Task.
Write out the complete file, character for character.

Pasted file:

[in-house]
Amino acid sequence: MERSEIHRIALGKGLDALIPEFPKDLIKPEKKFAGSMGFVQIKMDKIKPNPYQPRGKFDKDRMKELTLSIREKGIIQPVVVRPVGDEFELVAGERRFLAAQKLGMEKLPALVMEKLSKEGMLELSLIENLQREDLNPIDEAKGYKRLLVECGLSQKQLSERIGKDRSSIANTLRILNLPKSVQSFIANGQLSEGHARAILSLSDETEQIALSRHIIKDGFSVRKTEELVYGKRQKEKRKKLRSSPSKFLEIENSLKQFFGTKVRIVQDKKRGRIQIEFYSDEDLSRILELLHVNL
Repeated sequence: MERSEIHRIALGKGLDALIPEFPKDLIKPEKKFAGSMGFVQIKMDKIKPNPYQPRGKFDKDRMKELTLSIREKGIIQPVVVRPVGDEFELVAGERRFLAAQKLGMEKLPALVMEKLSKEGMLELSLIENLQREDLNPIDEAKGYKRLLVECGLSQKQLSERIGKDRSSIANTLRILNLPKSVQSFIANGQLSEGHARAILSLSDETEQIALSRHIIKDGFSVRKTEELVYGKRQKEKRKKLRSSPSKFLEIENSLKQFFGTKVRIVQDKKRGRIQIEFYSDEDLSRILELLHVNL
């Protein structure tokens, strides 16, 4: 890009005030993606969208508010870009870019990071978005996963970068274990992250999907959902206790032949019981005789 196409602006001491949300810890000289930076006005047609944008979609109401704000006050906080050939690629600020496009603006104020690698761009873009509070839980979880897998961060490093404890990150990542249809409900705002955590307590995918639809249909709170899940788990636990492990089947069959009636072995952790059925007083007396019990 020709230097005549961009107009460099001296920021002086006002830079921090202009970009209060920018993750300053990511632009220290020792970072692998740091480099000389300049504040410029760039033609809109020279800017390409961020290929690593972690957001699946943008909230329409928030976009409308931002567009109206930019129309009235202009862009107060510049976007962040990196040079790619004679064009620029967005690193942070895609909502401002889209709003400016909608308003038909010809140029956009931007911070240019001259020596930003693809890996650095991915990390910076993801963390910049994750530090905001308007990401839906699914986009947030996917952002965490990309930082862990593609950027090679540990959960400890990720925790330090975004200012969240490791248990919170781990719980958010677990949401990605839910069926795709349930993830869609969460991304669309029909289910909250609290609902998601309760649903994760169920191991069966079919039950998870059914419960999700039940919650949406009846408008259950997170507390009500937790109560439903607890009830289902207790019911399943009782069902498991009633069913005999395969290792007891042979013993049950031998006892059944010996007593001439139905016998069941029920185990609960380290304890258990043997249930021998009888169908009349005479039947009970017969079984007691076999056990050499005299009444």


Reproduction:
[in-house]
Amino acid sequence: MERSEIHRIALGKGLDALIPEFPKDLIKPEKKFAGSMGFVQIKMDKIKPNPYQPRGKFDKDRMKELTLSIREKGIIQPVVVRPVGDEFELVAGERRFLAAQKLGMEKLPALVMEKLSKEGMLELSLIENLQREDLNPIDEAKGYKRLLVECGLSQKQLSERIGKDRSSIANTLRILNLPKSVQSFIANGQLSEGHARAILSLSDETEQIALSRHIIKDGFSVRKTEELVYGKRQKEKRKKLRSSPSKFLEIENSLKQFFGTKVRIVQDKKRGRIQIEFYSDEDLSRILELLHVNL
Repeated sequence: MERSEIHRIALGKGLDALIPEFPKDLIKPEKKFAGSMGFVQIKMDKIKPNPYQPRGKFDKDRMKELTLSIREKGIIQPVVVRPVGDEFELVAGERRFLAAQKLGMEKLPALVMEKLSKEGMLELSLIENLQREDLNPIDEAKGYKRLLVECGLSQKQLSERIGKDRSSIANTLRILNLPKSVQSFIANGQLSEGHARAILSLSDETEQIALSRHIIKDGFSVRKTEELVYGKRQKEKRKKLRSSPSKFLEIENSLKQFFGTKVRIVQDKKRGRIQIEFYSDEDLSRILELLHVNL
């Protein structure tokens, strides 16, 4: 890009005030993606969208508010870009870019990071978005996963970068274990992250999907959902206790032949019981005789 196409602006001491949300810890000289930076006005047609944008979609109401704000006050906080050939690629600020496009603006104020690698761009873009509070839980979880897998961060490093404890990150990542249809409900705002955590307590995918639809249909709170899940788990636990492990089947069959009636072995952790059925007083007396019990 020709230097005549961009107009460099001296920021002086006002830079921090202009970009209060920018993750300053990511632009220290020792970072692998740091480099000389300049504040410029760039033609809109020279800017390409961020290929690593972690957001699946943008909230329409928030976009409308931002567009109206930019129309009235202009862009107060510049976007962040990196040079790619004679064009620029967005690193942070895609909502401002889209709003400016909608308003038909010809140029956009931007911070240019001259020596930003693809890996650095991915990390910076993801963390910049994750530090905001308007990401839906699914986009947030996917952002965490990309930082862990593609950027090679540990959960400890990720925790330090975004200012969240490791248990919170781990719980958010677990949401990605839910069926795709349930993830869609969460991304669309029909289910909250609290609902998601309760649903994760169920191991069966079919039950998870059914419960999700039940919650949406009846408008259950997170507390009500937790109560439903607890009830289902207790019911399943009782069902498991009633069913005999395969290792007891042979013993049950031998006892059944010996007593001439139905016998069941029920185990609960380290304890258990043997249930021998009888169908009349005479039947009970017969079984007691076999056990050499005299009444």